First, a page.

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Cocoa Over the Pacific: Si2 sur les traces de Amelia Earhart
22/04 - 2016

Cocoa Over the Pacific: Si2 sur les traces de Amelia Earhart

In the hours before Amelia Earhart took off to attempt the first-ever solo flight between Hawaii and California, she stood on a wet runway, next to a wet airplane, looking out at a weather window that was frustratingly perfect.

In her own words, written in an article for National Geographic magazine: “Unless I took off, despite the local meteorological upset, I might be held indefinitely.” Not unlike Solar Impulse 2 and Bertrand Piccard, though in the case of Solar Impulse, it was wind, not rain!

There are other similarities of course. Earhart took of from Wheeler Army Airfield, on the island of O’ahu, just 16 miles from Kalaeloa Airport where Solar Impulse 2 began its journey yesterday. The world’s press was watching; Earhart connected on a two-way radio telephone using the call sign KHABQ to radio stations in Honoloulu, San Francisco and Los Angeles, while Bertrand has responded to emails and done live interviews with journalists from around the world. And then of course, there were all the same concerns about weight, food, and safety.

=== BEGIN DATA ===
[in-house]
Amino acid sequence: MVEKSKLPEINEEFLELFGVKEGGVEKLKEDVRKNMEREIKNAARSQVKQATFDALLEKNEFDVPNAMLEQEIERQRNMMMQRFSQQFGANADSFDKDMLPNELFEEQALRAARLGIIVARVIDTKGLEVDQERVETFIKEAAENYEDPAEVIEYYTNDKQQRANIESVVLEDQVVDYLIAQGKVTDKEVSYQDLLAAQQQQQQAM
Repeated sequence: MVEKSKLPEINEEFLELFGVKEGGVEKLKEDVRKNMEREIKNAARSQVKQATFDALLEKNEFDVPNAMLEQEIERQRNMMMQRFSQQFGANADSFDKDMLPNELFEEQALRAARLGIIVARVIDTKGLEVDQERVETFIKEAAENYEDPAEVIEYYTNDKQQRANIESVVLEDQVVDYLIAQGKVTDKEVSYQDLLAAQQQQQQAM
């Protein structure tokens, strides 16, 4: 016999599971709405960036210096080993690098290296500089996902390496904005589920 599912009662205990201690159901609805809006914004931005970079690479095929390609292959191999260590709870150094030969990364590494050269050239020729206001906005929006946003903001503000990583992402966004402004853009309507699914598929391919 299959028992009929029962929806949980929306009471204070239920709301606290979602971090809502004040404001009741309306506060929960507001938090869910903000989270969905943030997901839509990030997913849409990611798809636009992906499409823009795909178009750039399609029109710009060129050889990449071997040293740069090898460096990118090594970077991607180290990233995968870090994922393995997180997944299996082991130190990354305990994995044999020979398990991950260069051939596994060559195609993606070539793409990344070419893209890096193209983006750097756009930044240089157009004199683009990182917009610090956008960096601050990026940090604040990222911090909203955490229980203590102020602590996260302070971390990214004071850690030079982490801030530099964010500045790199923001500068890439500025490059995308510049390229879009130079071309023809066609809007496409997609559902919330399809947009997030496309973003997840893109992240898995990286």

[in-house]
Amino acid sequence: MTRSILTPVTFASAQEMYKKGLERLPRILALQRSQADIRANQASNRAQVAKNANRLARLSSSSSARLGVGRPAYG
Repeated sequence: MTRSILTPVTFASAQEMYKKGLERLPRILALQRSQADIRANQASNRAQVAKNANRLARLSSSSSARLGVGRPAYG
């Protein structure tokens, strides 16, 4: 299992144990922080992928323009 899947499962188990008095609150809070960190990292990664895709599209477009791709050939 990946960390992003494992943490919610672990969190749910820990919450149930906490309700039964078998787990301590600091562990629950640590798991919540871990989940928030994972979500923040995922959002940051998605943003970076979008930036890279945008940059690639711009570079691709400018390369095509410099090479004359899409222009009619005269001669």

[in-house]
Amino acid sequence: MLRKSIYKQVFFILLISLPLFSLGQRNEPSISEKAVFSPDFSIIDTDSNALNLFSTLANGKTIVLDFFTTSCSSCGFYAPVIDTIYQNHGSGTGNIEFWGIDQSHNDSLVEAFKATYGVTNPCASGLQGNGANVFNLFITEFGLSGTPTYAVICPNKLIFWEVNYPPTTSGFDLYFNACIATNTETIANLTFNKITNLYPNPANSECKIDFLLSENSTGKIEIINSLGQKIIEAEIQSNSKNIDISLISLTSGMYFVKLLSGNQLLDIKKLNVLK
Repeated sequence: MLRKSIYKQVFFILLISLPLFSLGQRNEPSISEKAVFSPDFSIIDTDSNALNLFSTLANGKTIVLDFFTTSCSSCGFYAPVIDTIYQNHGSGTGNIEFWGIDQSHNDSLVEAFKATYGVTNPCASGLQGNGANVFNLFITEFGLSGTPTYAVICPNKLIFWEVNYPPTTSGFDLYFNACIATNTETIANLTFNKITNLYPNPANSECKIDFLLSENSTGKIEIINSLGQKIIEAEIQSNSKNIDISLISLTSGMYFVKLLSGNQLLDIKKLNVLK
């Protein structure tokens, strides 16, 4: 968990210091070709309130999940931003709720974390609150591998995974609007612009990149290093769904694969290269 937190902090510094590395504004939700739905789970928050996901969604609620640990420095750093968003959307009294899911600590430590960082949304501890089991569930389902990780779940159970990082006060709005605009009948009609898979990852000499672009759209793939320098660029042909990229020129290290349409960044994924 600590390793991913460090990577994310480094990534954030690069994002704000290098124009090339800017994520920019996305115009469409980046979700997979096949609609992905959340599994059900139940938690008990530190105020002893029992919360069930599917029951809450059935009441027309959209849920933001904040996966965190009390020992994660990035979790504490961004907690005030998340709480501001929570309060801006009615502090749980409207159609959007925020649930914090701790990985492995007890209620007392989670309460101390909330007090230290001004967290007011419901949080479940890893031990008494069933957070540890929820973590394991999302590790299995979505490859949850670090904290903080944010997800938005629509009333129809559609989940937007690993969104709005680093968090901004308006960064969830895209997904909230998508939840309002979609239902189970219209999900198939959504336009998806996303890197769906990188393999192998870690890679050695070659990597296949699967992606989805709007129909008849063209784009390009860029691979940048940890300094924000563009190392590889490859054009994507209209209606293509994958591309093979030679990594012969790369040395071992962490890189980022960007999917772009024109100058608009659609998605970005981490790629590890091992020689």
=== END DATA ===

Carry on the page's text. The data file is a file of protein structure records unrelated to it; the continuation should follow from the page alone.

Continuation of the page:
During the 18 hours she was in the air, Earhart ate a boiled egg, drank tomato juice and enjoyed “the most memorable cup of hot chocolate I’ve ever had.” Bertrand will need a bit more nourishment over the three days it will take him to reach Moffett Airfield, but will certainly share the same view that made Earhart’s cocoa so spectacular.

But perhaps the most important parallels are the desire to explore the unknown, to push technology to it’s limits and a belief that what’s impossible today, might just become normal tomorrow.

“To me it seems that regular air transport across both oceans is inevitable, and will probably come about sooner than most people suspect,” Earhart wrote in May 1935.

Imagine what she would have said if someone had told her that not only commercial jets, but a plane powered only by the sun, would be following in her footsteps 81 years later.


This blog post has been originally published here.